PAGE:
In order to obtain tomographic images with high quality using grating interferometry the setup needs to be carefully designed. This includes but is not limited to the precise placement of the gratings with respect to one another, the grating fabrication process, and the stability of the system [52]. The quality of the gratings is essential for the setup and largely depends on the process by which they are made with [17]. In addition, the gratings are required to have the correct ratio of periods in order for the setup to produce valuable information. For an incoming plane wave, the period of the analyzer grating p2 is given by the period of the phase gratingp1 by p2 =p1/2 and for an incoming spherical wave with radius L, the period is given by p2=p1/2·L/(Ld) [17, 32, 52].

Silicon is a popular choice for the gratings used in DPC imaging [17, 27, 52]. The phase grating should induce a phase shift of π onto the passing X-rays and the analyzer grating should be highly absorbing [17]. The silicon grating structures can be manufactured by a process including electron-beam lithography, and wet chemical etching into silicon. Addi-tionally, for the absorption and source gratings electroplating of gold is required [17, 27, 52].

The source grating does not require as precise manufacturing as the dimensions of the grating are larger than that of the phase grating and absorption grating [16]. The fabrication of the phase and absorption gratings requires extreme precision as the period of the phase grating is under 10µm and the period of the absorption grating needs to be half of that of the phase grating. In addition, electroplating of the gold into the absorption grating rarely results in complete filling of the grooves. [17] David etal. have been involved in the development of the grating interferometer technique and have also provided a detailed study on the grating fabrication process [16].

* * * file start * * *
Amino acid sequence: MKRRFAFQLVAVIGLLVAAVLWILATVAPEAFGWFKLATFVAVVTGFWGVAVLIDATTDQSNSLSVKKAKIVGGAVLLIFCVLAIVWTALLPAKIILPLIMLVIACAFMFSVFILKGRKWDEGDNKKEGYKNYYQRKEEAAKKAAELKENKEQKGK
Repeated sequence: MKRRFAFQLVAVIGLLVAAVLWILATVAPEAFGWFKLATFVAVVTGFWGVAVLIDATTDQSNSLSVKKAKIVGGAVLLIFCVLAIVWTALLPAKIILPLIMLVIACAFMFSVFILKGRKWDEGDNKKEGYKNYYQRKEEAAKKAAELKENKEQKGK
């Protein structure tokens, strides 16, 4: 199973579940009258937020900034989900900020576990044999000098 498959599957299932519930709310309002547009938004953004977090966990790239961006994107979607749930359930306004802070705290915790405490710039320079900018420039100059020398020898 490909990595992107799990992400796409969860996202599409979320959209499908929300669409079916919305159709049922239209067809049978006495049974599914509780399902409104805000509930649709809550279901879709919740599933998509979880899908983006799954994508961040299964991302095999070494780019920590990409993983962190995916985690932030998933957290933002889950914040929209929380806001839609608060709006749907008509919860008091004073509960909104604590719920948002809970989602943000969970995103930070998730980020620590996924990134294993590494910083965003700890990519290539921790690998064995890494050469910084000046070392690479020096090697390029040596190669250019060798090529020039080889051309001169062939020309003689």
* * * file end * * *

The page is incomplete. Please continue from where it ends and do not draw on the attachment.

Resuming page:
As with all novel techniques, grating-based interferometry also has limitations for the introduction of the technique into clinical use. Many of the studies using grating interferom-etry have been done on synchrotron sources, which are not appropriate for clinical use. [41]

The use of the source grating has shown promising results in transferring the technique to be used with polychromatic X-ray sources [42]. Additionally, acquisition and post-processing times of phase-contrast images are long. This is mainly due to the fact that these issues have

not been of primary concern to researchers and could significantly be reduced with research and the development of suitable algorithms and protocols. Imaging of human tissues in-vivo also presents issues as structures of interest are inside different tissues that are of varying densities. Additionally, the introduction of phase-imaging into clinical settings requires the assessment of radiation dose imparted on the subject of interest. [41]